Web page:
dani talks portland vs. la

Here I am back in the big L.A. after kicking off the New Year in the hometown of my heart, Portland, Oregon.  And guess what?  IT’S COLD!  It has been in the 30’s and 40’s here for the past week and the locals are calling it a “cold snap.”  Meanwhile, I was chatting with my Mom (who lives in Idaho) and she informed me that it was 1 degree up there.  As in ONE DEGREE.  Why is that degree even hanging on?  It should just give up already. Make it a clean Zero.  Anyway, enough about Idaho!  Focus, Dani!

It was a fascinating experience being back in Portland for a week and then coming back to my new home in LA, and I’m sure that anyone who’s ever moved anywhere can relate to the complex emotions and nostalgia that come up the first time you visit old stomping grounds.  This time, though, I don’t think it was just reunions and old memories making me feel like an emotional live-wire during my trip.

There is something about the city of Portland that makes me feel alive, vibrant, driven, focused; incredibly creative and clear.  There is a rawness to it, partially because of the people–the whole “Keep Portland Weird” unapologetic, creative, go-my-own-way attitude, which is called “hipster” by many, but which can have a certain authenticity to it depending on who wears it. But mostly I think it’s because the sheer environment of Portland–the 9 months of pure gray clouds and drizzle and cold and rain–gives you something to fight against.  The sheer monotony of the weather produces the existential angst that hipsters are famous for, and the wind and rain make you want to go inside, drink a lot of beer, and come up with a lot of “really great ideas,” some of which might actually be awesome.  Like maple bacon doughnuts and arcades for grownups.

I was chatting with my USC classmate Michael about this, and he had something similar to say about New York:  “New York is a physical battle, and Los Angeles is a spiritual battle.”  Hey, Los Angeles is freakin gorgeous, despite the fact that it is slightly colder than normal at the moment.  Yes, it is a huge metro area of about 16 million people, and it has a notorious smog problem. But when you factor in fresh ocean breezes and the vast expanses of farmland around it, the air smells fresh and the city is spread out over almost 5,000 square miles.  When you consider that New York has 9 million people in 300 square miles, it makes sense that the city vibe of Los Angeles is completely different.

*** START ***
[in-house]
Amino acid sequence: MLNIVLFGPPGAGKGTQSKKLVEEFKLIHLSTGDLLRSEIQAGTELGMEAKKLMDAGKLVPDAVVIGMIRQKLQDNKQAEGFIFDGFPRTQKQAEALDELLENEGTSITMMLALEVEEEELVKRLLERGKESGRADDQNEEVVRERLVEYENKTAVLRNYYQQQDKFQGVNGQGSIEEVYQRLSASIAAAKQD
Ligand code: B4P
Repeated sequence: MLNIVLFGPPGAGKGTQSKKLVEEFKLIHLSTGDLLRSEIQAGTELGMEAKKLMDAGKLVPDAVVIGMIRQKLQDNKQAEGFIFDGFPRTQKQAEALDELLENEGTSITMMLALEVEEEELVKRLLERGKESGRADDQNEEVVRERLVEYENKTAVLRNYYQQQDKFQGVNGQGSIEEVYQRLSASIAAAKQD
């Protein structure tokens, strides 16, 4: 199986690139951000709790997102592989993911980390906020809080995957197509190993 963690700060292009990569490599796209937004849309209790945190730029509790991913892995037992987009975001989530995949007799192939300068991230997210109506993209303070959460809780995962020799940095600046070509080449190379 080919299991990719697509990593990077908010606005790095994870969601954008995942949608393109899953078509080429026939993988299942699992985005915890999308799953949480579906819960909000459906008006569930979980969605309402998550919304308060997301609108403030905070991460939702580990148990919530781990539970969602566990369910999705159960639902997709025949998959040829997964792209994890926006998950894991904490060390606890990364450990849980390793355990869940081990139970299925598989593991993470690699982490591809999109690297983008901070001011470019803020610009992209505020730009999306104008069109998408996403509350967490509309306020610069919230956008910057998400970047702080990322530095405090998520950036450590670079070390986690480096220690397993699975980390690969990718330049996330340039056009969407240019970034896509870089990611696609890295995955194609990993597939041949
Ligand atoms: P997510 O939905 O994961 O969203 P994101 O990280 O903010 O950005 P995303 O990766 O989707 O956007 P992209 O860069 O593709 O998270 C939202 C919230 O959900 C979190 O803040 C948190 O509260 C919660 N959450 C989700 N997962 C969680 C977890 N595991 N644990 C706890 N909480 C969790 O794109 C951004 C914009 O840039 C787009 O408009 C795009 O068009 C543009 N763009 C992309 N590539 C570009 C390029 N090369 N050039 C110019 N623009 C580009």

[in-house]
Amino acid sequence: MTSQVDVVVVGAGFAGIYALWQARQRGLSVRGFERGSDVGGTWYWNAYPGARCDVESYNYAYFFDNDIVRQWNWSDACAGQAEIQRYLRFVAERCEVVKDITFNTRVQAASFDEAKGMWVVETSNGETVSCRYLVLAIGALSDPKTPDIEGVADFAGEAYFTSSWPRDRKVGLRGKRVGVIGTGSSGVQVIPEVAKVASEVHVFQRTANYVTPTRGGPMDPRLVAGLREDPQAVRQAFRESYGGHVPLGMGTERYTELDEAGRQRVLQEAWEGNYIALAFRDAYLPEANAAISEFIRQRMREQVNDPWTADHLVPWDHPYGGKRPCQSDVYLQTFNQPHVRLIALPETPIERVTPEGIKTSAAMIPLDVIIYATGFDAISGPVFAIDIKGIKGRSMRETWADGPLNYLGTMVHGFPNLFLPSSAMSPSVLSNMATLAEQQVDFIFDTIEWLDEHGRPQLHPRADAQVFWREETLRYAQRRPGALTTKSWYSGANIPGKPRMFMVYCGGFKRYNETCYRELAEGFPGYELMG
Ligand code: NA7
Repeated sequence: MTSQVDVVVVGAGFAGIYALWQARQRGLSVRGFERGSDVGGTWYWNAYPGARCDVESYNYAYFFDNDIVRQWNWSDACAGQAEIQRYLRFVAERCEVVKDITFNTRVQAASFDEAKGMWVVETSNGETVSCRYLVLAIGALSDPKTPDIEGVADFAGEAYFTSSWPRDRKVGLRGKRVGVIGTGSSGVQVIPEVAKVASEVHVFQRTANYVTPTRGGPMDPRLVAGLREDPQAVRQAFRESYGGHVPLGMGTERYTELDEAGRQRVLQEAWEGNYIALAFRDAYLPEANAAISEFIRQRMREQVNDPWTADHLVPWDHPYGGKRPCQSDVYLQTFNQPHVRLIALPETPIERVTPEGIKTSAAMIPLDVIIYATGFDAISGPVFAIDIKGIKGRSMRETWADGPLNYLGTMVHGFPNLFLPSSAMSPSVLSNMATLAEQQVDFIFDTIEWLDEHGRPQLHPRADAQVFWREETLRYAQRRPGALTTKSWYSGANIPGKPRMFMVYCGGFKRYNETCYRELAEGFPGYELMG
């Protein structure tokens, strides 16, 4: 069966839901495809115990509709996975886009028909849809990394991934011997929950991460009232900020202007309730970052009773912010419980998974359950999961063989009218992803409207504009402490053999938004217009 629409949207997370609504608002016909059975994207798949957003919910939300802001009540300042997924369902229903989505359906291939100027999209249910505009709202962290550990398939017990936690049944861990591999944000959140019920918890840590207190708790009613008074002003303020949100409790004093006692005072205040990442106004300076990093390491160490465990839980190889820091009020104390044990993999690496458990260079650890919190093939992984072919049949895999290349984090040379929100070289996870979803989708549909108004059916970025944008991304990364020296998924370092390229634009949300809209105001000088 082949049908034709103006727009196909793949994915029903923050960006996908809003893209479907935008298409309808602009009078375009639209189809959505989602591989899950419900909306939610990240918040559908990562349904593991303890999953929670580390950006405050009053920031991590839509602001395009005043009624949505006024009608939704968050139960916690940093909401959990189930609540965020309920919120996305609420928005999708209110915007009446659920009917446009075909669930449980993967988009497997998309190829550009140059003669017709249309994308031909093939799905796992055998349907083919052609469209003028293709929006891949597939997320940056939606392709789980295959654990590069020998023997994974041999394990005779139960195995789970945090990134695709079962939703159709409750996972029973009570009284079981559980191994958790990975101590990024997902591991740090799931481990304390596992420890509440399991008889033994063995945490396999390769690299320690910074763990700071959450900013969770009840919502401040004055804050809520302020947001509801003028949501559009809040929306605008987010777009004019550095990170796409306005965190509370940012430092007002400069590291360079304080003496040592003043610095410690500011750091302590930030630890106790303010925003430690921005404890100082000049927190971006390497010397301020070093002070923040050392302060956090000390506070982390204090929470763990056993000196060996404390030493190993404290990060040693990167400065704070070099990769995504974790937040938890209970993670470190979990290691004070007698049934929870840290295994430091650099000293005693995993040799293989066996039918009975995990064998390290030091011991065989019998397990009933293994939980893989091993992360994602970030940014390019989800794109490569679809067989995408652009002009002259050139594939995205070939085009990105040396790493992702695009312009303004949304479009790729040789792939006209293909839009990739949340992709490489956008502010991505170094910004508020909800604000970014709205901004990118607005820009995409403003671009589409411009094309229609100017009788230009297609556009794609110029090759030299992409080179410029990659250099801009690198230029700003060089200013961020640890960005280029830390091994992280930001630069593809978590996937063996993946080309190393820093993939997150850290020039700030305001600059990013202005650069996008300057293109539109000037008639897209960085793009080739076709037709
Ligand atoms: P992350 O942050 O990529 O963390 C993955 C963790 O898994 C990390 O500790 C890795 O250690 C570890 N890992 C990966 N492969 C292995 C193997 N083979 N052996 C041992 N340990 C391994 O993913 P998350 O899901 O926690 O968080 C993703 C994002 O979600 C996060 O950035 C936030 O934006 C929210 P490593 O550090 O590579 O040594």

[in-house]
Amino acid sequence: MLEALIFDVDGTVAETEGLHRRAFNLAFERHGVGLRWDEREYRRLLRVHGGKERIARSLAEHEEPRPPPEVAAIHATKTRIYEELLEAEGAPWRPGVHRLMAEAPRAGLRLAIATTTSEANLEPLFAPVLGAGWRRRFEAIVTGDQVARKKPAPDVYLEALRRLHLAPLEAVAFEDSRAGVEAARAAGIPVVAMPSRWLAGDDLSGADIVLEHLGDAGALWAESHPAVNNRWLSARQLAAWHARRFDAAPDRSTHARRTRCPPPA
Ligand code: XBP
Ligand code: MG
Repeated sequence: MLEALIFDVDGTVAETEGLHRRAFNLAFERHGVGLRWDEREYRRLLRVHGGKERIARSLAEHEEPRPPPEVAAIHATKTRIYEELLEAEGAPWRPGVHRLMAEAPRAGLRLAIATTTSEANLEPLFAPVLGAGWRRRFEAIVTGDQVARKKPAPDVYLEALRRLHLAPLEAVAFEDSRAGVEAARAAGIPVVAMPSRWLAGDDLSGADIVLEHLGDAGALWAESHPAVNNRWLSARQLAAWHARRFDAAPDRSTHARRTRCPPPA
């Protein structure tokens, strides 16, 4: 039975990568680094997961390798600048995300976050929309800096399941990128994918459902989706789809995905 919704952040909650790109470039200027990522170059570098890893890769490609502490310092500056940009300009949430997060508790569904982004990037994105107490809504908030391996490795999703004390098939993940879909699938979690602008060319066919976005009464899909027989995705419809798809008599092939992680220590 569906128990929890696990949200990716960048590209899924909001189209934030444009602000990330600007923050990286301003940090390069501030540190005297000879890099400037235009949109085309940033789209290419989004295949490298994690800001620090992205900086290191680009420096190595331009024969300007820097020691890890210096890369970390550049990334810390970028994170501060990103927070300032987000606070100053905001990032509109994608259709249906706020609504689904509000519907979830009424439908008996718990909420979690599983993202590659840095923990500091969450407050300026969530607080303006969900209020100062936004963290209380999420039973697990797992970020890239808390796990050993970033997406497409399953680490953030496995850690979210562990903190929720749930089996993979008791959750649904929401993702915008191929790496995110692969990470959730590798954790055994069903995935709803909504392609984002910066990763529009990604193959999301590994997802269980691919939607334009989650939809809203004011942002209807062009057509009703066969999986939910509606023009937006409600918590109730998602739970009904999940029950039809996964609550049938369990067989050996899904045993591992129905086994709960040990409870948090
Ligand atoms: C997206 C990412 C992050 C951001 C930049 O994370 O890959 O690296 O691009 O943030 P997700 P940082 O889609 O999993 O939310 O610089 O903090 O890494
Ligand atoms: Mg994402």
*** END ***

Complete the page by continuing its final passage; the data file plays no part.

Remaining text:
To be honest though, it is pretty isolating.  Los Angeles is a huge collection of little cities, and it takes conscious effort to leave your little bubble and engage with other parts of the city…or even other people, for that matter.  There’s no common enemy to rally against in LA, no constant rain or fierce snowstorms or rogue werewolves or anything.

Well, I should say that there is no OBVIOUS common enemy, because as stated, it is spiritual warfare here.  The deceptively fresh-smelling air and all that serotonin-inducing sunshine can mask or distract you from the fact that LA, like any industrial city, has major problems.  There IS a smog problem, there IS a lot of crime, there IS socioeconomic stratification, there IS racism.  All of those things, like, totally still exist, brah.*  For the first months that I was living in LA I was living in Hollywood at an intersection where the transvestite ladies of the night peddled their wares, as they say, and other shady characters liked to conduct their business.  I discovered that, on the drive to school, I could choose to drive up the road which was McDonald’s turf or the road that was Burger King turf, and either way I was driving past like 10 fast food burger joints on a 4 mile stretch of road.  Eventually, it just starts to wear on you.  This constant tension between the beautiful weather and scenery and this culturally repugnant undertone can create a kind of numbness, blurriness, ennui, or listlessness, which is a tougher enemy to fight.  Instead of a down and dirty, in-the-trenches battle, it’s spiritual guerrilla warfare.

To be honest, though, at this point in my life I wouldn’t trade it for the world.  I love Portland–it is an inspiring place and I’m relieved to know that it is going strong and living the dream of the 90’s.  But living in LA is a new kind of challenge, and it feels good to be part of the mucky soup that is American life right now, in the present.  It really forces you to fight for what you believe in and how you want to live your life, because there are plenty of ways to live your life here.  There is crazy wealth and crazy poverty, crazy consumerism and crazy hippies, and like 10,000 cultures from all over the world, all smushed together in this very American, fossil-fueled city.  If you are not living your life intentionally and with conscious awareness, you will either become isolated or get swept up into something that’s not you. 

So when it comes to Portland vs. LA, there is no clear winner.  They are cities with good and bad like any other city, but the juicy part is fighting for however you want your life to be, no matter what kind of warfare you’re engaged in.  And right now I feel like I am in the right battleground.

*Insert California accent here.



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